The August SACT included participation by not only the U.K., but also from numerous international teams including Australian (AUS) Defense Space, Canadian Defense Research and Development Canada (DRDC), AUS Responsive Space Operations Center (RSOC), AUS Defence Science and Technology Group (DSTG), Chile Air Force (FACh), and others.
The JCO ordinarily leads these SACTs from the Americas cell, made up in total of the U.S., Canada, Brazil, and Chile, here in Colorado Springs. However, U.K. Space Command, through the direction of Fg Off Hallchurch, led the Meridian Cell from RAF High Wycombe, England, enabling the United Kingdom to become the first country to independently lead a SACT cell.
This SACT also allowed for a practice hand-off between the Pacific, Meridian, and Americas cells.
“It just so happens that our strongest allies are 8 hours apart in both directions,” said Joe Gerber, aerospace engineer and lead integrator for the JCO. “With our core team of allies doing shift work, or the ‘follow the sun’ model, this allows the JCO to perform 24/7 operations so that each cell is only operating during normal business hours.”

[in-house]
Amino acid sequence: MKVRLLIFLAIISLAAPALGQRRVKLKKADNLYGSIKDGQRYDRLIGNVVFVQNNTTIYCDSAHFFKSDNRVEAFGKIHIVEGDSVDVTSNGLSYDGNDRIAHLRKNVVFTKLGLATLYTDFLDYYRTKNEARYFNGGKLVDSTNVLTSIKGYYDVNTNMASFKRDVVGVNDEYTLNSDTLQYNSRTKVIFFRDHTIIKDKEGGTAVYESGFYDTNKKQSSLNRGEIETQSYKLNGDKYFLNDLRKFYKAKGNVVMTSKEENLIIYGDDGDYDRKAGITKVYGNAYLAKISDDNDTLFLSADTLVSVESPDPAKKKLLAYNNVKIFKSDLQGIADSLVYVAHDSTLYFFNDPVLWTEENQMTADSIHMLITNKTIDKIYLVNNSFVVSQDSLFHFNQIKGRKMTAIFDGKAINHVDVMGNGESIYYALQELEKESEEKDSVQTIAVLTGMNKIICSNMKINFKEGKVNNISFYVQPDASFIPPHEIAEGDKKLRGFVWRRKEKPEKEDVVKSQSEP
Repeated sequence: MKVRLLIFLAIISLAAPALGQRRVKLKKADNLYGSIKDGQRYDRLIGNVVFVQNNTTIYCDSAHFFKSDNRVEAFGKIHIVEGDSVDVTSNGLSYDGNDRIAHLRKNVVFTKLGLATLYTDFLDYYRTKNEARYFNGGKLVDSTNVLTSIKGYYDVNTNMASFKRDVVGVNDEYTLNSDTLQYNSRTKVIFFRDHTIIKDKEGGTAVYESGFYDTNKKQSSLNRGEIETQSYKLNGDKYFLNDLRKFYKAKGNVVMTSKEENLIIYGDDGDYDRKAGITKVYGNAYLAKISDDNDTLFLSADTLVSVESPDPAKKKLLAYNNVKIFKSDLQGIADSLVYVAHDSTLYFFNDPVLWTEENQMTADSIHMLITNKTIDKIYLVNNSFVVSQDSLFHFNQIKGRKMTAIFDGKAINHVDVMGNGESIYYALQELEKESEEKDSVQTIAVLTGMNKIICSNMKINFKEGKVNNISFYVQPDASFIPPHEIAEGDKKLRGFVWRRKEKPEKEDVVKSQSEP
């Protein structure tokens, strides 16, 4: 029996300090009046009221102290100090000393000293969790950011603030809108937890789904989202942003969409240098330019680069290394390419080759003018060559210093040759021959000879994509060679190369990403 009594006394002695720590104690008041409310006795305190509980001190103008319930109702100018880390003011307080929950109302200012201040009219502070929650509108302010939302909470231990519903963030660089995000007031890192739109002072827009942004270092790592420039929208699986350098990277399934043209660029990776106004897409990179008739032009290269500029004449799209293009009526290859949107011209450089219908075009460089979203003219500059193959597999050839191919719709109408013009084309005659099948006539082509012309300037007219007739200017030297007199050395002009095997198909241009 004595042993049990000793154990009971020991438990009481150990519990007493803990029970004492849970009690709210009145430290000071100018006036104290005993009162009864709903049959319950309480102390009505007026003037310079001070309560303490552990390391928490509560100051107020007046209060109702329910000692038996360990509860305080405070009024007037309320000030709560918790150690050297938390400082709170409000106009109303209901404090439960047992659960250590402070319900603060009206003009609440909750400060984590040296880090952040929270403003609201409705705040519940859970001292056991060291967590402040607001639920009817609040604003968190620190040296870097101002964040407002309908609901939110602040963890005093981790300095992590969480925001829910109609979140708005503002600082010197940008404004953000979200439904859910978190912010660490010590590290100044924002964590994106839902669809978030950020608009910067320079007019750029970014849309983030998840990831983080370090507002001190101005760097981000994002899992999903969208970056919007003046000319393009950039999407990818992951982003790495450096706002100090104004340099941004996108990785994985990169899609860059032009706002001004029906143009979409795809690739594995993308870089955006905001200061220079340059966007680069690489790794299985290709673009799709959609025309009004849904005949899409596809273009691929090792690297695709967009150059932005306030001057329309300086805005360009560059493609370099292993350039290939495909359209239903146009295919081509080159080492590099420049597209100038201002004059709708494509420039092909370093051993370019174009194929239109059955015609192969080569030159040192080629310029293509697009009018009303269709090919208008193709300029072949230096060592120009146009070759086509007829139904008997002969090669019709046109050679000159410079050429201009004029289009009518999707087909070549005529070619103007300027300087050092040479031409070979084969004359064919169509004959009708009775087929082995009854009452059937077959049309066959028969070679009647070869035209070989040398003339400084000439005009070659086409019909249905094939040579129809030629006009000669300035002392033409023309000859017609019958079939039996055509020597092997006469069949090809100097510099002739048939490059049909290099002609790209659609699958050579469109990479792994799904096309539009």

In preparation for this milestone, U.K. Space Command personnel participated in training at the JCO during the last two weeks of July. The training involved side by side operations between JCO and U.K. Space Command personnel to demonstrate the JCO’s methods of completing tasks and involved executing different functions such as launch processing, mission management, and ballistic trajectory dissent processing.
"The training we received from JCO Americas was a very important step in our development", said Cpl Ryan, space systems operator at the U.K. Space Operations Centre. "The opportunity to see how a well-established JCO crew conducts day-to-day operations is something that we were keen to take back. JCO's capabilities are extensive, and we look forward to playing a critical role, together with our partners from the Pacific and Americas cells, in delivering 24/7 operations in the near future."
Now that the SACT has concluded, the JCO plans to conduct follow-on training to address learning outcomes and enhance space operations knowledge.
Because space is no longer a benign environment, other countries are now recognizing the importance of space operations, accelerating their own technologies, and advancing their own space capabilities. By collaborating with the JCO, our international partners can team with the United States in space operations and advance the protection and defense of their own space systems.
Achieving 24/7 JCO operations is being proven through the SACTs, with the aim of incorporating allies and partners permanently into a continuous 24-hour operations cycle that spans the globe.
* Please visit https://amostech.com/2020-technical-papers/ to download the full paper, Sprint Advanced Concept Training (SACT): A Renaissance in Collaborative International Space Operations.